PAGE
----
Prof Driscoll attributes the success of Austin Health's program to "a combination of improved patient education about self-management techniques, and the fact that patients are being seen by the HIP Heart Failure Service quite rapidly after discharge. By linking people in with the right services we've been able to reduce the readmission rate, and reduce that instability in people's health."
"Unfortunately, there's nothing we can do to cure heart failure but we can certainly improve pumping of the heart. It's about what we can do to reduce people's symptoms and improve quality of life," Prof Driscoll says.
Heart Failure is a term for when your heart muscle isn't strong enough to pump your blood effectively. It causes the body to hold onto fluid, and this fluid build-up can cause you to feel symptoms such as weakness and shortness of breath, and puts even more pressure on your heart.
Without education about how to monitor and manage fluid balance, it can be a difficult condition to control. Before the Nurse Practitioner role was introduced, 25 per cent of heart failure patients were back in hospital within the month.
Now, inpatients seen by Prof Driscoll and Ms Asker have their medications reviewed (and frequently changed) and receive education about their medications and condition. They are taught how to monitor for early signs of fluid build-up such as weight gain or swollen ankles, so that these can be addressed well before a hospital admission is required. They are also more likely to be referred to Austin Health's Health Independence Program (HIP) Heart Failure service, which involves a home visit from a nurse shortly after leaving hospital.
Prof Driscoll and Ms Asker have been so successful in their role that it is now being introduced in at least four other hospitals. "We've been so effective at what we've done that it's now being developed as a statewide model," Prof Driscoll says.
Austin Health is recognised as a national leader in advanced nursing roles, and has introduced the first nurse practitioner and nurse practitioner candidate roles in a number of fields. The Victorian Department of Health and Human Services (DHHS) Victorian Cardiac Clinical Network funded the three-year pilot of the Heart Failure NP role, as well as the research into the program’s outcomes, which Dr. Driscoll and colleagues have recently published in the July/August edition of the Journal of Nurse Practitioners.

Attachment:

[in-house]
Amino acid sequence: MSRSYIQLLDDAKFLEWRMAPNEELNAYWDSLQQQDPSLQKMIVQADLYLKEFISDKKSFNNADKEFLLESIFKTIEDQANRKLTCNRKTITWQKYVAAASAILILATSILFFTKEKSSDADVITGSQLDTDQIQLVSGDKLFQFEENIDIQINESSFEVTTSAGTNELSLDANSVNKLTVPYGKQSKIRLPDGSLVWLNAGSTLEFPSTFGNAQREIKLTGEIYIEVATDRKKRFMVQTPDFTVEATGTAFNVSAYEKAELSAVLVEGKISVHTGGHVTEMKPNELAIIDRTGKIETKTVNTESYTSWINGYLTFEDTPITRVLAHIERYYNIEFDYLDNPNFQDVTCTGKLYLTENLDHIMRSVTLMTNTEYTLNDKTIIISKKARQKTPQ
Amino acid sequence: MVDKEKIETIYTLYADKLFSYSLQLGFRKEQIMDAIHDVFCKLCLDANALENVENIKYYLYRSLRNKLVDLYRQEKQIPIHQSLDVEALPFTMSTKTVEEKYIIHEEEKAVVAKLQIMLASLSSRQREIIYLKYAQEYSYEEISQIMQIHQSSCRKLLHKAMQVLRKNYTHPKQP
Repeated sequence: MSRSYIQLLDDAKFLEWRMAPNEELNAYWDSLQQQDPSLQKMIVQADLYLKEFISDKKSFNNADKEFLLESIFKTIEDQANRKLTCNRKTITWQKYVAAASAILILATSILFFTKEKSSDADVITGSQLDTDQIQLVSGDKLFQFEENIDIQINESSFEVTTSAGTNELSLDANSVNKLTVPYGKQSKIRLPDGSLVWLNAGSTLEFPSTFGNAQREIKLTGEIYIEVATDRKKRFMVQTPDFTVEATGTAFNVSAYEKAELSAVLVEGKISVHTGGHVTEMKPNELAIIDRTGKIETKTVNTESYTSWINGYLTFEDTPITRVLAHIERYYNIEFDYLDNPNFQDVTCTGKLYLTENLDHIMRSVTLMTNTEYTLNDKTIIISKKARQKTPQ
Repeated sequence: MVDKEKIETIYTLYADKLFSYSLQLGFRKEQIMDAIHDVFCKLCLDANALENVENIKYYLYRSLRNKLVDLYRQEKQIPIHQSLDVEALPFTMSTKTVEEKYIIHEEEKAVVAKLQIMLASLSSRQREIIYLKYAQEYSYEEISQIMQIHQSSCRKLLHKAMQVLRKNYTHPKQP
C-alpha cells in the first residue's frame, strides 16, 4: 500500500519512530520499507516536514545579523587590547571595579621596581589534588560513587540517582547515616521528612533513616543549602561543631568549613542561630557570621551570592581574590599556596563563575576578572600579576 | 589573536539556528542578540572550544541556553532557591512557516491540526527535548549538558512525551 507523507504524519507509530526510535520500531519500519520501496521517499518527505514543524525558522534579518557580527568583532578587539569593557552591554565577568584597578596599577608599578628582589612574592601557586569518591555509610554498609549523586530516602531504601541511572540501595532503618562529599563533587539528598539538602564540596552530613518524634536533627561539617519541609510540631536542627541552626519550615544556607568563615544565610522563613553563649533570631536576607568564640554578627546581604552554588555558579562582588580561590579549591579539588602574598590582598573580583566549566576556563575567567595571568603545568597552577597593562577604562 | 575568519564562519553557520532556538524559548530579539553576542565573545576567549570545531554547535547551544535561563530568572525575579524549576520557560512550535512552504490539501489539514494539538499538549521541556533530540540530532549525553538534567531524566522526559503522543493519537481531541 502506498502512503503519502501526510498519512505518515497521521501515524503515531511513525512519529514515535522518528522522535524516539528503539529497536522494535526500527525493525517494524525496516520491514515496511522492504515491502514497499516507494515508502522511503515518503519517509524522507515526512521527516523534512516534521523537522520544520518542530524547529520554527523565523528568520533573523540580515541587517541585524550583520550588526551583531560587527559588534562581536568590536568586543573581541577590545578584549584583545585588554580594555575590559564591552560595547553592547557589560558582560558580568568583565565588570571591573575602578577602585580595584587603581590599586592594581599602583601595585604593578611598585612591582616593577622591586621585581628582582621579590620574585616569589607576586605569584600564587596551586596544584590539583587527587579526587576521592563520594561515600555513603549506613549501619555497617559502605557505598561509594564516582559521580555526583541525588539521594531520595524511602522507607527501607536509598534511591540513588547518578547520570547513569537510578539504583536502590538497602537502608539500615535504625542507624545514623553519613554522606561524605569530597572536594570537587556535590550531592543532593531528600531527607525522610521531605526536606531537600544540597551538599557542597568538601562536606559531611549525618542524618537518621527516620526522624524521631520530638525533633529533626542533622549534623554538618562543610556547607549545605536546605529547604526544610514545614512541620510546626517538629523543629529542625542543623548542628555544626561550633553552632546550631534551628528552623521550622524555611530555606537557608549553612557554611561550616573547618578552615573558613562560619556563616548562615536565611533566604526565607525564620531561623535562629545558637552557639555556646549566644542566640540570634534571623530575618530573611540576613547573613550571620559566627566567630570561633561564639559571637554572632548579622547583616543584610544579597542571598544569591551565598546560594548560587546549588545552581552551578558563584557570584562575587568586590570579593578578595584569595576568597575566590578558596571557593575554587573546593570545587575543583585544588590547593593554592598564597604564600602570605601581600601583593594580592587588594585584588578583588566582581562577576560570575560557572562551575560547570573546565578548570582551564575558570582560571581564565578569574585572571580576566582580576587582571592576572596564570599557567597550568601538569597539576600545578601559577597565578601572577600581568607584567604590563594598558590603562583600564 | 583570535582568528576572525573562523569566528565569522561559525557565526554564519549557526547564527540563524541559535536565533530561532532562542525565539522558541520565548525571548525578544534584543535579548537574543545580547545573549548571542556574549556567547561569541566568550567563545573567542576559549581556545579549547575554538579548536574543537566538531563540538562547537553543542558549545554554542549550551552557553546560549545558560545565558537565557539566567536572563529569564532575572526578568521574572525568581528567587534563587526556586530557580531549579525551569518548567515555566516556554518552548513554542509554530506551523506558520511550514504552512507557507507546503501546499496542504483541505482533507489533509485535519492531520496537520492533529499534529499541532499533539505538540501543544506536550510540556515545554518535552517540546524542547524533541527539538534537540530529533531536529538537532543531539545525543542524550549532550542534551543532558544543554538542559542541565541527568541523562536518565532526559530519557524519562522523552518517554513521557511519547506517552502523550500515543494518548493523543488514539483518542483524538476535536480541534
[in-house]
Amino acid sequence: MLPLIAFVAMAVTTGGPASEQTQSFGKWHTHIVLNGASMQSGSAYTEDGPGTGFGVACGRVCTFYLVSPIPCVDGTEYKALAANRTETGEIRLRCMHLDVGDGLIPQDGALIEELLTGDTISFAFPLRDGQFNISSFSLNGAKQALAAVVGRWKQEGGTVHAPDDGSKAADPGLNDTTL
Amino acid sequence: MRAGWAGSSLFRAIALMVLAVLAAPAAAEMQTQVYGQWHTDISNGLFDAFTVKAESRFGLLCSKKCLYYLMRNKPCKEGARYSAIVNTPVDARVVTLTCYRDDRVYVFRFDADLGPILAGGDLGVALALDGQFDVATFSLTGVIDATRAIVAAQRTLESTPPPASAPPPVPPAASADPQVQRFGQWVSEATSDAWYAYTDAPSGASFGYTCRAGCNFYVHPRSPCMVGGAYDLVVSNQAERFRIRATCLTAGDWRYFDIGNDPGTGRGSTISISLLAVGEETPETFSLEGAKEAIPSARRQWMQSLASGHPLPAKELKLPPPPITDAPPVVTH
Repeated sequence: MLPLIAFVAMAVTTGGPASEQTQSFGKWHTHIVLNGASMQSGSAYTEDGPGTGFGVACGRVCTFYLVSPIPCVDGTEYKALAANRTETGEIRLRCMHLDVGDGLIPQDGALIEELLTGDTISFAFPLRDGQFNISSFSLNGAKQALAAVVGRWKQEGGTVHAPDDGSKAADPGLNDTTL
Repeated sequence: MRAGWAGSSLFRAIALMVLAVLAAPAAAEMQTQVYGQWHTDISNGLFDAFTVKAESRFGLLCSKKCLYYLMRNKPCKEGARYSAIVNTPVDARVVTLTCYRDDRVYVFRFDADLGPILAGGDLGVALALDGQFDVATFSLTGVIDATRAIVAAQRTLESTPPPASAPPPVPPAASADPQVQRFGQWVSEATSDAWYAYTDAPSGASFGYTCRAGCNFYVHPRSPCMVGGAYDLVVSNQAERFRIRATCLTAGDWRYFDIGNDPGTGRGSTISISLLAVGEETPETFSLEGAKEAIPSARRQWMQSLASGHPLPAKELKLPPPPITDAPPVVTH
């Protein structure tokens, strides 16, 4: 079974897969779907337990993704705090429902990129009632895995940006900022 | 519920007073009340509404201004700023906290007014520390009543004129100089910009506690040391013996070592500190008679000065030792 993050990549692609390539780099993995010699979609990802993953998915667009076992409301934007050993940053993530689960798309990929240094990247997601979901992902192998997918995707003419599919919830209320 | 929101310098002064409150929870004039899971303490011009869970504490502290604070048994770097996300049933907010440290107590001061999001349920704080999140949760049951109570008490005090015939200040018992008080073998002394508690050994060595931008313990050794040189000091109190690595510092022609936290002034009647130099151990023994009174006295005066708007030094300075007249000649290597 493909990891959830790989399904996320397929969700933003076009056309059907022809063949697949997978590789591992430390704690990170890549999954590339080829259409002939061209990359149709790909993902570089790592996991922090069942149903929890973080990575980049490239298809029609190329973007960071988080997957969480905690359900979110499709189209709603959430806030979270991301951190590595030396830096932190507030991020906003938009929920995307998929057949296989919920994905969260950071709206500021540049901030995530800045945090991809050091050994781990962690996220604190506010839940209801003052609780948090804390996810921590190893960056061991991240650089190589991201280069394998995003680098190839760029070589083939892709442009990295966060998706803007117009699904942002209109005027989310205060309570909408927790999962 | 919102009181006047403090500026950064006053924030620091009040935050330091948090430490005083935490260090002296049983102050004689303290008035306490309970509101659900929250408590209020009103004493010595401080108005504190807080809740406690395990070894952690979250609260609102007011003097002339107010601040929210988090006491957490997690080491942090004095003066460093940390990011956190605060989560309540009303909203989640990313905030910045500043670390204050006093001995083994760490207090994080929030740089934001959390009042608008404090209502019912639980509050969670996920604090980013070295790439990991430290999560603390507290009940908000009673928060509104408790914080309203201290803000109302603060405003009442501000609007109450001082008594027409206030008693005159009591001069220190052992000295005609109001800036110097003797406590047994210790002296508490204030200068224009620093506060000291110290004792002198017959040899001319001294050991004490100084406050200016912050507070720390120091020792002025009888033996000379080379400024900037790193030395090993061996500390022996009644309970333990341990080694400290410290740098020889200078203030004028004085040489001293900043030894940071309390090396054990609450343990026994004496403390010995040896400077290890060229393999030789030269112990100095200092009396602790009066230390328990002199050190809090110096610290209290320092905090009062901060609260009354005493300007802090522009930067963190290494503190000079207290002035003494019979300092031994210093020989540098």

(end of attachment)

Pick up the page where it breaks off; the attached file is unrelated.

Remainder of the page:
Austin Health's Paediatric Short Stay Unit (SSU) opened to patients for the first time today. And while first patient, 15 month-old Lenny Wise, didn't seem at all happy to be here, dad Jordan said "It's been really good! As the one and only patient he's getting lots of attention."
Lenny came to the Emergency Department due to asthma complications, which unit director Dr. Simon Bolch says is typical of the cases that will be seen in the Paediatric SSU: children who won't need to be admitted to the paediatric ward, but who may need more than four hours of observation and care in Emergency. He says that children may be admitted to the unit for up to 24 hours.
"They're going to go home, but just need a bit more care from us," says Dr. Bolch. "They will still be under the care of emergency doctors, but with more time to follow the response to treatment and the support of a paediatrician if needed."
Before the arrival of our photographer, Lenny had been sitting calmly on the bed in his own room with his dad, more than happy to allow a doctor to listen to his chest with a stethoscope. Outside the four single-bed rooms, a communal space has brightly-coloured cushioned stools and toys.
Today's opening means the Short Stay Unit is now fully open. In full, the unit incorporates a 16-bed adult short stay, four-bed Psychiatric Assessment and Planning Unit (PAPU), which provides acute mental health care in a calm environment for up to 72 hours - and now, a four-bed Paediatric Unit. It expands the Emergency Department's overall capacity by 10 beds, and paediatric capacity by four beds.
Dr Jasamine Coles-Black may only be in her intern year, but today she published her eighth medical journal article; ‘Three-dimensional printing in medicine', in the Medical Journal of Australia.
"What we found was quite exciting, which is why we decided to push forward with the work of the 3D print lab at Austin Health," says Dr. Coles-Black. "The number of applications of 3D printing in medicine is extraordinary: prosthesis development; patient training, education and simulation; surgical planning; and its beginning to expand into other types of planning too - for example, in Radiation Oncology," she says.